What was your first exposure to the Dracula characters as a kid?

For me, it was a cartoon called Count Duckula. I'd love to say it was something way more intelligent or better than that, but no, it was Count Duckula that was my first experience of Dracula. I think it was my only experience of Dracula for quite a long time. I was brought up in quite a religious household, so anything slightly vampiric or demonic was never in my house or on my TV. I didn't really see a Dracula film until my mid-to-late teens. Even then I probably shouldn't have watched it, but I did.

You spoke about the strategist that is Vlad Tepes, and Count Dracula was also the king of the Universal Monsters. Going forward, in the shared Universal Monsters universe, do you think that will play out more? He's a king, and steps up and rules over things?

I don't know. I mean, it's interesting. I think probably no. He is a king but by the time we see him at the end of the movie, it's modern day. That's nearly 500, 600 years later. He is far from the king at that point; he is an anonymous creature walking through time who can't die and is very lonely. I didn't see a man who is, "I'm still the leader, I'm the king of my country." So I don't know who he will be or how he will be presented. But I know I'd be very happy to play him again in whatever context he'll be involved in this Monsters universe, which is being created as we speak. It is exciting. It is a big, big plan and it will be very exciting to see how it all intertwines when we finally get the script.

Fast & Furious, The Hobbit and now Dracula. You've been connected to these big fandom, fan friendly creations. What have you been hearing from the Dracula fans and the Universal Monsters fans?

Excited. I've done a lot of travel in the last few weeks, and it's three characters you just mentioned - and I guess they are the biggest I've done and seen by the most people. But in equal measure, I'm either Shaw, Vlad Dracula or Bard the Bowman. It is funny to try and work out if I can tell, as they run up to me on the street or in a bar, which one are they going to say? Sometimes I get it right; more often than not I get it right. But it is nice to be recognized for something. And people really liked this. I got a good response from people, so long may that reign.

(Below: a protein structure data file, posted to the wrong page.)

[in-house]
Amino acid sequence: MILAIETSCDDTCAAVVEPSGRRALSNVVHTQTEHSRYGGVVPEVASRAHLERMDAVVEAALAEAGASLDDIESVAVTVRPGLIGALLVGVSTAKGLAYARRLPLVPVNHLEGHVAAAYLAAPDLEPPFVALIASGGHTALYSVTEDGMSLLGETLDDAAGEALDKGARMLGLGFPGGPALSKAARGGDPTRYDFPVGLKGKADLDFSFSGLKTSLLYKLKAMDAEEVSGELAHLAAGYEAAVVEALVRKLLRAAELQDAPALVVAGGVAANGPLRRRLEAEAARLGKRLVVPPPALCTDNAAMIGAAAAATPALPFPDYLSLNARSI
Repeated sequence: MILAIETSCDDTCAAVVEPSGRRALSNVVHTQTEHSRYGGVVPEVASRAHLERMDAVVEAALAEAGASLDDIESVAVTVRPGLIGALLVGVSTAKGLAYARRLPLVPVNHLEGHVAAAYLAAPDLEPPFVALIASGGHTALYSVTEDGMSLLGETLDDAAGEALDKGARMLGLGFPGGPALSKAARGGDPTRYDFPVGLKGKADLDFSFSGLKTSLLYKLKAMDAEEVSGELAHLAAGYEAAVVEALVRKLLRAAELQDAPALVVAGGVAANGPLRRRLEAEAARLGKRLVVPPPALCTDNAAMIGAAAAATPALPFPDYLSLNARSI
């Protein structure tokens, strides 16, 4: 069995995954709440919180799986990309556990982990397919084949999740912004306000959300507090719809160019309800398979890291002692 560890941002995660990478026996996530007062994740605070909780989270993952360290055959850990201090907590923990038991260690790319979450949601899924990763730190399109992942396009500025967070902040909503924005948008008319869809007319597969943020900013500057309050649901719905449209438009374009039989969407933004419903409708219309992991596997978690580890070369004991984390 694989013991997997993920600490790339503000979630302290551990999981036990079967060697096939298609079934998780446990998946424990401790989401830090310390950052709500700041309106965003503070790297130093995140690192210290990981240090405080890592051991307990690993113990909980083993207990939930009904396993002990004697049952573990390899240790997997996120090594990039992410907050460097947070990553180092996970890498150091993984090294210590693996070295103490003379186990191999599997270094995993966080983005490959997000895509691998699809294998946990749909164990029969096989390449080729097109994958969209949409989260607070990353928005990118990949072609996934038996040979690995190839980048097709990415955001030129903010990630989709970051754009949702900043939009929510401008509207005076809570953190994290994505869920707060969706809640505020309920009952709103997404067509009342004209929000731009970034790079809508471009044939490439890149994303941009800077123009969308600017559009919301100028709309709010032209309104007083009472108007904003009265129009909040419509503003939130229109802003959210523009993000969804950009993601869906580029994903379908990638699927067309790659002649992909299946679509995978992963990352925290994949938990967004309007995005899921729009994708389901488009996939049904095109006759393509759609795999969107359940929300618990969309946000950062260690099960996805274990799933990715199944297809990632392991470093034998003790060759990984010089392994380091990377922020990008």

Including that historian from Romania!

See? It's a shame I didn't get to meet him.

Fang training? How difficult did it take for you to adjust to that and talk with them in?

We tried me speaking with the fangs for a while. They were huge. I had two different versions. I actually have fangs of my own, weirdly. (Everybody keeps asking me if I had them put in for the film. No!) But then I had a much longer set when I was doing close-ups, but that would have been impossible for me to talk otherwise I'd have pierced my lip -- which I did a few times. We had to do fight sequences with the fangs in, and by the end, there was blood pouring down my lip from where I pierced them. They were super sharp.

But I didn't have to speak with them in. I don't say a single word in the film with the fangs in. We made a conscious decision we didn't want to overdo it with the fangs. It wasn't going to be a fang-fest. We have those movies, and they've been done and that's fine. But we wanted to show just glimpses of this man turning into this creature. We didn't want to saturate the screen with special effects. It was about seeing the transition of this man dealing with this disease, this addiction to blood, and watching him fighting it. And then it was quite terrifying when you see him biting someone's neck and he comes up -- the blood, the veins, the popping out of his eyes, the skin, and these wonderful effects. You see enough of it that it's not that all you think about is that. You get that it's part of his character, and I like that.

So not a fang-fest!

Not a fang-fest. I've never used that word before but I like it and might use it again.